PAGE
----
You’re up against a lot these days.
So, what are you learning about your tendencies under stress…the behaviours you default to? And how might those reactions be getting in the way of your ability to create or bring into being the results that really matter to you?
And let’s not make ourselves wrong for any of this. We learn strategies early on to protect ourselves from perceived threats. The invitation as an adult is to examine those same strategies – now embedded into how you show up. How well they are standing up based on what you know now?
So where to start? Did you know that how we react under stress is distinctly related to our strengths? Cool right? Let’s look at the three main types:
- “Ability to build strong relationships” can get distorted under stress to “Have to be Liked”
– If you are someone for whom building relationships comes easily, you find it easy to trust and be trusted, you mentor and coach readily and find collaborating comes easy, the reactive distortion of that under stress can look like you are avoiding conflict, not connected to what you think or want but are more concerned about optics, being liked and being seen to be in service.
2. “Ability to see through the complex” can get distorted under stress to “Have to be Right”
– If you are someone who is known for your ability to see the big picture and the connections therein and to courageously speak up for the truth & the larger system the reactive distortion under stress can look like you are aloof, uncaring, logical, superior, needing to be right and avoiding risk.
3. “Ability to make things happen” can get distorted under stress to “Has to happen my way – now!”
– If you are someone who is known for your ability to be decisive, purposeful and strategic about getting results, the reactive distortion under stress can look like you are holding on tightly to your version of perfect, being aggressive or overly competitive about urgent action done your way and therefore not as interested in the input of others.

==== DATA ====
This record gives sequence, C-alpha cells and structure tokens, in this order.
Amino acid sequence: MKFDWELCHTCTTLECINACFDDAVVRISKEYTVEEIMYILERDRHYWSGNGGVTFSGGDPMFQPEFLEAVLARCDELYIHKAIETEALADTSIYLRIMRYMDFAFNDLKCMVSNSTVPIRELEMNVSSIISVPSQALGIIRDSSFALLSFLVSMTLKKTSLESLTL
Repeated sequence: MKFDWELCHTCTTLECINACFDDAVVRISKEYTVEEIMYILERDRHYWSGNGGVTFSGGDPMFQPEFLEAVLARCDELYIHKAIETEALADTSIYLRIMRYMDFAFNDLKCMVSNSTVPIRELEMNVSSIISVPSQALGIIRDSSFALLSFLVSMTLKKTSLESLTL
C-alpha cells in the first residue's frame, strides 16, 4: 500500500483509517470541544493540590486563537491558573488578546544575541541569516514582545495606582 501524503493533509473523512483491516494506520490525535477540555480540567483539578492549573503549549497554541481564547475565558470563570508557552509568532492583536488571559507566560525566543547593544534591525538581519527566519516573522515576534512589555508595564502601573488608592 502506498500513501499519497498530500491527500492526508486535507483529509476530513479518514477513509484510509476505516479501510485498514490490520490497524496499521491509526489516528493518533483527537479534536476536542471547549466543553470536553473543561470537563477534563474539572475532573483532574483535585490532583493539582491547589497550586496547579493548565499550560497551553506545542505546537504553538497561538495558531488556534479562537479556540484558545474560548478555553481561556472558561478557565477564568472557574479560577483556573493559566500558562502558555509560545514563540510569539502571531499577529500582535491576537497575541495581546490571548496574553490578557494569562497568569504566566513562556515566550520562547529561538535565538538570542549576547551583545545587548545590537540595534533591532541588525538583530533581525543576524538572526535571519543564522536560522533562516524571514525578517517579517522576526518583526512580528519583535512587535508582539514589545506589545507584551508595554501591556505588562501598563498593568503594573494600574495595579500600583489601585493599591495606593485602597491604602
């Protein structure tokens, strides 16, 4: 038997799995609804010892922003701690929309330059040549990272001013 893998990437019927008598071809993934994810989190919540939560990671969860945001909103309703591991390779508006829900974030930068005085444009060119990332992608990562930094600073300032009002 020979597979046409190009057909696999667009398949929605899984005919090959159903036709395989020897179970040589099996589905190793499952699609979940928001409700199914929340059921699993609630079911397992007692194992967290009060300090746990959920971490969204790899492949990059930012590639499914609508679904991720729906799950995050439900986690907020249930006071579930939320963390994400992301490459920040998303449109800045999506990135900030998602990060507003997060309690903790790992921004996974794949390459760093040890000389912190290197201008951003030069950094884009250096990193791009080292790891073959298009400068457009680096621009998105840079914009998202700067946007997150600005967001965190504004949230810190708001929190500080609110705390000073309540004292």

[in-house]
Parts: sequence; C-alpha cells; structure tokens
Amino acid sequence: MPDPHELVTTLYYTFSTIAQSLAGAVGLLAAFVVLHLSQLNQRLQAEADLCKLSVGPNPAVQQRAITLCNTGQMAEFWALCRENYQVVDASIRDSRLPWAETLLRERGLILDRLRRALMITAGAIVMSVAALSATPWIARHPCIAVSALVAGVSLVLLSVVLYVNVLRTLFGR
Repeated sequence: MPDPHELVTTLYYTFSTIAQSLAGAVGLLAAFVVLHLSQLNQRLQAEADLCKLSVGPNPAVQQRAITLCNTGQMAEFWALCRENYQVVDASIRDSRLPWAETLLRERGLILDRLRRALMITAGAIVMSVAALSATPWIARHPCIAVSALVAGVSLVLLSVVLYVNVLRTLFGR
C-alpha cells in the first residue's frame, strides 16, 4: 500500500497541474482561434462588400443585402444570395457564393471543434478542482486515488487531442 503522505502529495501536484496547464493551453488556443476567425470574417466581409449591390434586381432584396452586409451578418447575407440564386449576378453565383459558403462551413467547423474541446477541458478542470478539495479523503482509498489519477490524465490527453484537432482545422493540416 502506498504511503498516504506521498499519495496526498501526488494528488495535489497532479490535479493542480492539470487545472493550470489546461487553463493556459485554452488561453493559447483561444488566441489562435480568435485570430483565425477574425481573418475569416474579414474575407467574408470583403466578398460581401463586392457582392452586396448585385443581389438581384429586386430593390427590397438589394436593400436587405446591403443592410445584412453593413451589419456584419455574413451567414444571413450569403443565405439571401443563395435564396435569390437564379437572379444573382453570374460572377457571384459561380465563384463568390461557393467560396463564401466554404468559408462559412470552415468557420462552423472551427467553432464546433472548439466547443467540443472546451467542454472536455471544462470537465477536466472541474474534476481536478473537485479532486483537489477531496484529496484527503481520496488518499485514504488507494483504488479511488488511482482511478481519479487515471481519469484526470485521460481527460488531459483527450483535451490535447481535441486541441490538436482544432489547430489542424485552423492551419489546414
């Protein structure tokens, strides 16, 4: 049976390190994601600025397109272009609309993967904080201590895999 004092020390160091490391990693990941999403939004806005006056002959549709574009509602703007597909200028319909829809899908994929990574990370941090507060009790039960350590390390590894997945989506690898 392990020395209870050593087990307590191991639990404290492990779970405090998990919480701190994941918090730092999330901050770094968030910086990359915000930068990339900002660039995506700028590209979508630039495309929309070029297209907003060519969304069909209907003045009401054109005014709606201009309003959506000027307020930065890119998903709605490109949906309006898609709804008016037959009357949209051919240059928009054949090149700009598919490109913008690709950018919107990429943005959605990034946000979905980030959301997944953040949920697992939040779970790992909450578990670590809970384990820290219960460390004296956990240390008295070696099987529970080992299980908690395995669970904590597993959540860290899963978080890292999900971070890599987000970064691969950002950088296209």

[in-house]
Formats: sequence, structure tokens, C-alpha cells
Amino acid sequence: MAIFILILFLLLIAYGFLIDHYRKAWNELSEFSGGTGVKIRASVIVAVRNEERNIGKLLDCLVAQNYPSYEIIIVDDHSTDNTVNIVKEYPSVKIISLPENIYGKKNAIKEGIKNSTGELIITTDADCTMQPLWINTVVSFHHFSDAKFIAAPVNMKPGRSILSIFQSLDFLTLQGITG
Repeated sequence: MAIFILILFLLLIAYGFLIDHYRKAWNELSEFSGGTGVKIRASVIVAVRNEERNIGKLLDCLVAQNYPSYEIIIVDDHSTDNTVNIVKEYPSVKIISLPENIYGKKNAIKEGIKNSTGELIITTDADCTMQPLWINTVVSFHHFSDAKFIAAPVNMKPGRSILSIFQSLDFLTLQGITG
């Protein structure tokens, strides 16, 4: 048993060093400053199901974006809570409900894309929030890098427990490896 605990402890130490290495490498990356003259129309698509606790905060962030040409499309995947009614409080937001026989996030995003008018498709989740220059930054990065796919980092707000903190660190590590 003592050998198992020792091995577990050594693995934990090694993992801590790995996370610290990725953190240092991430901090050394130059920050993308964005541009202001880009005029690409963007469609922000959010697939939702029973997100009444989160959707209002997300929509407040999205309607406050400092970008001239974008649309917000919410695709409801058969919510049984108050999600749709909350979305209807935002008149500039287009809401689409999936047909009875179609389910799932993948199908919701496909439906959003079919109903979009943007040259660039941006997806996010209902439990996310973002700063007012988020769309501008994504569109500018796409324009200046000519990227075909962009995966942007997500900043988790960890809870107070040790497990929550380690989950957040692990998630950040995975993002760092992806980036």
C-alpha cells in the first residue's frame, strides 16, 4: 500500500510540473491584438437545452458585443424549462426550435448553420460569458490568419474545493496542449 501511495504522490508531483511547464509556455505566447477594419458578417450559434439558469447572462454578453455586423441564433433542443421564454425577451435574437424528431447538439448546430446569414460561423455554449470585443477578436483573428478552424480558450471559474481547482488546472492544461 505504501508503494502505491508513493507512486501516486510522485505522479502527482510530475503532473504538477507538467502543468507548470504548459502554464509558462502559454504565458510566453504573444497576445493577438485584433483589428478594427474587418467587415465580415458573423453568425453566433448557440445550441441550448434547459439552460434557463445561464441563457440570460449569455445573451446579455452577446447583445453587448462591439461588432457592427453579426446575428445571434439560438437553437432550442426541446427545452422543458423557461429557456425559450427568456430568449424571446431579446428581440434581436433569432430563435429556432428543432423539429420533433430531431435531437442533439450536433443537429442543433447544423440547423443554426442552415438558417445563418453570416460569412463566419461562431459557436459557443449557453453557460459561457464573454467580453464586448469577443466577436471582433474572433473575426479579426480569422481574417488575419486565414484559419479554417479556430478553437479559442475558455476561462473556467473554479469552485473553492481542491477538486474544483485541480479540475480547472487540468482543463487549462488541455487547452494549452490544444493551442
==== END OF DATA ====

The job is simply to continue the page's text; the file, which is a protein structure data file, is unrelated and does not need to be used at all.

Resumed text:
Think about the people you work most closely with and their natural strengths – and therefore reactive tendencies. You know what it feels like to be on the receiving end of these styles – at their best and at their worst.
These shadow tendencies are all brilliant strategies to protect ourselves – and sometimes are even the right tool to use in a situation – but as an unconscious go-to they have a negative correlation to efficacy…probably the fanciest combo of words you‘ll ever hear me use.
Think about it, when fear is running the show, we aren’t playing to win, being pulled forward by a compelling purpose but instead are playing to not lose. It’s a very different come-from place that tends to reinforce the status quo. So we stay stuck in place.
But you be the judge – just notice, get curious with yourself: when you slip to the shadow side of your strength, are you enhancing the collective capacity around you to create?
And look just as importantly at the cost to you. I’m guessing you might see lost opportunities to contribute ideas & collaborate on building even better solutions as well as giving others the chance to learn and grow.
It’s a lot of energy to continually hang our worth on the validation we get externally. The good news is that our people will ultimately lean out from us doing too much of this. We all recoil energetically from too much push, too much being made wrong, or too much being appeased.
So this work ultimately involves changing the way we think about why we do what we do. But first the invitation to you is to become better aware of what those tendencies are and in what situations in particular they get triggered in you.
I have worked with hundreds of leaders over the years on this very process. There is a particular 360 tool I use to do that. You can try a free version of it here. Just scroll down to “Free self assessment”. It will reflect back to you your own perception of how you show up and give you starting point of which of the three tendencies is yours to better own and integrate. I can’t think of more important work for a leader to do.